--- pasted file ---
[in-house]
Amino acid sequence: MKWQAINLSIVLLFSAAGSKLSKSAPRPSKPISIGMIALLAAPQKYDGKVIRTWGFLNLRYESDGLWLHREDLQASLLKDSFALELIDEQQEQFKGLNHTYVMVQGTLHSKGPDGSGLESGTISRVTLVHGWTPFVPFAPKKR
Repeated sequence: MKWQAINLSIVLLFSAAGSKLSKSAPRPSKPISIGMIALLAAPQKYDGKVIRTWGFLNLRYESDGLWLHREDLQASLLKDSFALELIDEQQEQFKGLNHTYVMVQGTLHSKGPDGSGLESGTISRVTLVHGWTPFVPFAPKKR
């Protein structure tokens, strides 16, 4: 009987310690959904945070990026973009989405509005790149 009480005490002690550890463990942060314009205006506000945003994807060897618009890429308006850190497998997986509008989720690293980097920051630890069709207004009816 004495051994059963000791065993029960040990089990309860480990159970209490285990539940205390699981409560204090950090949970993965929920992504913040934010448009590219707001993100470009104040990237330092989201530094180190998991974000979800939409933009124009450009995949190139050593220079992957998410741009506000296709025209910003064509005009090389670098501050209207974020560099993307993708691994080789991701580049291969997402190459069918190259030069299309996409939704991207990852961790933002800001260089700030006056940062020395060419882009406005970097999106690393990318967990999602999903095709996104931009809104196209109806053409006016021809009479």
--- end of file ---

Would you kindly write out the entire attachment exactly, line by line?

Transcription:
[in-house]
Amino acid sequence: MKWQAINLSIVLLFSAAGSKLSKSAPRPSKPISIGMIALLAAPQKYDGKVIRTWGFLNLRYESDGLWLHREDLQASLLKDSFALELIDEQQEQFKGLNHTYVMVQGTLHSKGPDGSGLESGTISRVTLVHGWTPFVPFAPKKR
Repeated sequence: MKWQAINLSIVLLFSAAGSKLSKSAPRPSKPISIGMIALLAAPQKYDGKVIRTWGFLNLRYESDGLWLHREDLQASLLKDSFALELIDEQQEQFKGLNHTYVMVQGTLHSKGPDGSGLESGTISRVTLVHGWTPFVPFAPKKR
């Protein structure tokens, strides 16, 4: 009987310690959904945070990026973009989405509005790149 009480005490002690550890463990942060314009205006506000945003994807060897618009890429308006850190497998997986509008989720690293980097920051630890069709207004009816 004495051994059963000791065993029960040990089990309860480990159970209490285990539940205390699981409560204090950090949970993965929920992504913040934010448009590219707001993100470009104040990237330092989201530094180190998991974000979800939409933009124009450009995949190139050593220079992957998410741009506000296709025209910003064509005009090389670098501050209207974020560099993307993708691994080789991701580049291969997402190459069918190259030069299309996409939704991207990852961790933002800001260089700030006056940062020395060419882009406005970097999106690393990318967990999602999903095709996104931009809104196209109806053409006016021809009479």